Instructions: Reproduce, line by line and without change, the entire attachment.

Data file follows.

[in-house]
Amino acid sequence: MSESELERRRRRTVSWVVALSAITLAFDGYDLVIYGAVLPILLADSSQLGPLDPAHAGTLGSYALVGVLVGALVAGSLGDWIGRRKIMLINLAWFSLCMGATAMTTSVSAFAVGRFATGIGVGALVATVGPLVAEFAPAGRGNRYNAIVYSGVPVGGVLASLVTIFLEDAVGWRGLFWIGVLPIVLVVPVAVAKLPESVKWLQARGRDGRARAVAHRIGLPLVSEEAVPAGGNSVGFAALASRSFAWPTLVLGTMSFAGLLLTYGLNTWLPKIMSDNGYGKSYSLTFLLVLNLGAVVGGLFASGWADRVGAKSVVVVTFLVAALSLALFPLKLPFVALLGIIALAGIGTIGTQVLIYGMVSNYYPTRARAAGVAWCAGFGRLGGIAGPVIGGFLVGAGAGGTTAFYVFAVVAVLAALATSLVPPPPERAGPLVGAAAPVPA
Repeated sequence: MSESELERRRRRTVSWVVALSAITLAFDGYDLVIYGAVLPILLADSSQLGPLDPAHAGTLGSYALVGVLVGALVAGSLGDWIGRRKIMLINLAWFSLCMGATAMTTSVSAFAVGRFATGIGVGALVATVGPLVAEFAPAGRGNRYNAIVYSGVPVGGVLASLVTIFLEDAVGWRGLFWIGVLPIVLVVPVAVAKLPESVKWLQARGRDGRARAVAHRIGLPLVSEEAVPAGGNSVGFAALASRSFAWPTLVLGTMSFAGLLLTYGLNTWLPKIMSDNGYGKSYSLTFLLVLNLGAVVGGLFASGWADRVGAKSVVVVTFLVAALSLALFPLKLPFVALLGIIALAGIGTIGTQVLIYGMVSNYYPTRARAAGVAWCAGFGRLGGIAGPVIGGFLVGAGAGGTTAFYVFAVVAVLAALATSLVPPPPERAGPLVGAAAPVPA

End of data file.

[in-house]
Amino acid sequence: MSESELERRRRRTVSWVVALSAITLAFDGYDLVIYGAVLPILLADSSQLGPLDPAHAGTLGSYALVGVLVGALVAGSLGDWIGRRKIMLINLAWFSLCMGATAMTTSVSAFAVGRFATGIGVGALVATVGPLVAEFAPAGRGNRYNAIVYSGVPVGGVLASLVTIFLEDAVGWRGLFWIGVLPIVLVVPVAVAKLPESVKWLQARGRDGRARAVAHRIGLPLVSEEAVPAGGNSVGFAALASRSFAWPTLVLGTMSFAGLLLTYGLNTWLPKIMSDNGYGKSYSLTFLLVLNLGAVVGGLFASGWADRVGAKSVVVVTFLVAALSLALFPLKLPFVALLGIIALAGIGTIGTQVLIYGMVSNYYPTRARAAGVAWCAGFGRLGGIAGPVIGGFLVGAGAGGTTAFYVFAVVAVLAALATSLVPPPPERAGPLVGAAAPVPA
Repeated sequence: MSESELERRRRRTVSWVVALSAITLAFDGYDLVIYGAVLPILLADSSQLGPLDPAHAGTLGSYALVGVLVGALVAGSLGDWIGRRKIMLINLAWFSLCMGATAMTTSVSAFAVGRFATGIGVGALVATVGPLVAEFAPAGRGNRYNAIVYSGVPVGGVLASLVTIFLEDAVGWRGLFWIGVLPIVLVVPVAVAKLPESVKWLQARGRDGRARAVAHRIGLPLVSEEAVPAGGNSVGFAALASRSFAWPTLVLGTMSFAGLLLTYGLNTWLPKIMSDNGYGKSYSLTFLLVLNLGAVVGGLFASGWADRVGAKSVVVVTFLVAALSLALFPLKLPFVALLGIIALAGIGTIGTQVLIYGMVSNYYPTRARAAGVAWCAGFGRLGGIAGPVIGGFLVGAGAGGTTAFYVFAVVAVLAALATSLVPPPPERAGPLVGAAAPVPA